God and the World Cup
Today may see the end of the road for England's brave and overpaid footballers. I'll stay up for the 10pm (local time) kick off and risk oversleeping tomorrow and all because of this:
I wonder how many of those supporters seen onscreen know that they are draped in the emblem of England's patron saint, St. George
, who supposedly slayed a dragon. But he didn't and he never visited England either and his name may well have been Michael.But so what?
I hear you cry.
As the famed Liverpool manager Bill Shankly didn't exactly say
, "Football isn't a matter of life or death, it's much more important than that
Which, of course, is the fear of those who see their perceived and self-appointed duty as safeguarding our souls for the hereafter. Rather than lose their congregations ~ and note that churches and football terraces are among the few places where adults sing communally ~ they use football to extol Christian virtues and offer us their prayers.This one
is from the Church of England.God of work and play, Lord of all the nations, guide, guard and protect all who work or play in the World Cup.
May all who watch or engage find in this competition a source of celebration and a recognition of what it means to be made in the image of the One who played the cosmos into being.
Then there's Father David
, in Nottingham, UK, who has set up a World Cup Chapel which coincides with a recent poster recruitment campaign for the priesthood by the Catholic Church which uses footballing imagery
.Father David joked, "I am not sure that there is an official patron saint of football, but perhaps Saint Mirren should be considered for the job."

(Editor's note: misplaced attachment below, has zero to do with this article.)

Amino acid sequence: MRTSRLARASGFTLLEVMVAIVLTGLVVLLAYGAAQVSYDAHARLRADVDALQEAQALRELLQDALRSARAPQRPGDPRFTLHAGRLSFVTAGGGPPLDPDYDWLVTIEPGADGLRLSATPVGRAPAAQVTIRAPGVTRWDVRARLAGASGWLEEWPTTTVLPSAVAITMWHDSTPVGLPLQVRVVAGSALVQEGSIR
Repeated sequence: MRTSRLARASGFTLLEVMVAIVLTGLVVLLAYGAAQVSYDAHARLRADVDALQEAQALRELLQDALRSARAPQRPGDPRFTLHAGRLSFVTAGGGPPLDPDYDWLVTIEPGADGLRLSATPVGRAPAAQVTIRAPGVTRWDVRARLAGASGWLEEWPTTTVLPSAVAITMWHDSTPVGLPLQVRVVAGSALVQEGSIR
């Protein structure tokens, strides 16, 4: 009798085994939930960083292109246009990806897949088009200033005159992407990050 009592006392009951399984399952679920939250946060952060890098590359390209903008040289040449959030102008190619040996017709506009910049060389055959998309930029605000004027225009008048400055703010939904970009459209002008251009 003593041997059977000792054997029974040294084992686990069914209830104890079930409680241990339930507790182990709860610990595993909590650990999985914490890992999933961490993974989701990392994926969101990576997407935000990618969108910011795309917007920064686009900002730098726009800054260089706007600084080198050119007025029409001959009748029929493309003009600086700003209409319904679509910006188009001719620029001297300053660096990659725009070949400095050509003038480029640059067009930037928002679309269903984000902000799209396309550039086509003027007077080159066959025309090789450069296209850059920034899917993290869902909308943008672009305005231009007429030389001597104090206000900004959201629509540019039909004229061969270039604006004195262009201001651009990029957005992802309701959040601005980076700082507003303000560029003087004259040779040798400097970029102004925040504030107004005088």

(St. Mirren are a Scottish football club based in the town of Paisley, Renfrewshire. The team is named after the Irish monk Saint Mirin*
~ died c.620. St.Mirren's Day is September 15th)In Germany
, churches have seized on the world's biggest sporting event as a chance to reach those indifferent to religion.Thousands of congregations have received broadcast rights to games. Some are showing them on large screens in churches ~ others in impromptu places of worship. Preachers have worked soccer themes into their sermons.Church officials looking for a message that resonates point to similarities between soccer and religion: both have rituals, offer a sense of community, a chance to leave the ordinary behind. Vast stadiums, which hold tens of thousands of frenzied fans waving banners and singing in time, are modern-day temples.
The problem I see is that the Church dignitaries will have themselves been caught up in World Cup Fervour
. The Final, is on Sunday 9th July which coincides with the summer meeting of the General Synod of the Church of England and they actually think that England will be in that final. This is of course because of the biblical precedent of the symbolic value of 40 years, the period the Israelites spent wandering in the wilderness and, incidentally, the length of time since England most recently won the cup
(in 1966).From Rome
, home of the Catholic pope, comes a perspective on the educational, social and religious factors of the soccer world.
In a short interview, Legionary Father Kevin Lixey, who oversees the "Church and Sports" section of the Pontifical Council for the Laity,
said that, "Indeed, soccer is one of the phenomena that awakens the most passions in the world, but at the same time it helps "to establish fraternal relations among men of all classes, nations and races," as Number 61 of 'Gaudium et Spes' states."
Quite, and the football authorities agree
.The Federation of International Football Associations (FIFA) President, Sepp Blatter, acknowledges "the prominent role of sport, and especially football, as a vehicle for delivering clear and firm messages to eradicate the huge blights undermining society around the world."
So, isn't it a shame that massive commercial considerations, as well as the usual factors of plagues and pestilence
, have prevented so many of the 'blighted' from actually having the opportunity to watch the tournament, and not just here in Indonesia
or because they have poor eyesight
Anyway, do you think England will win today?
Have faith, brethren, have faith.(* More than you probably want to know about saints can be found here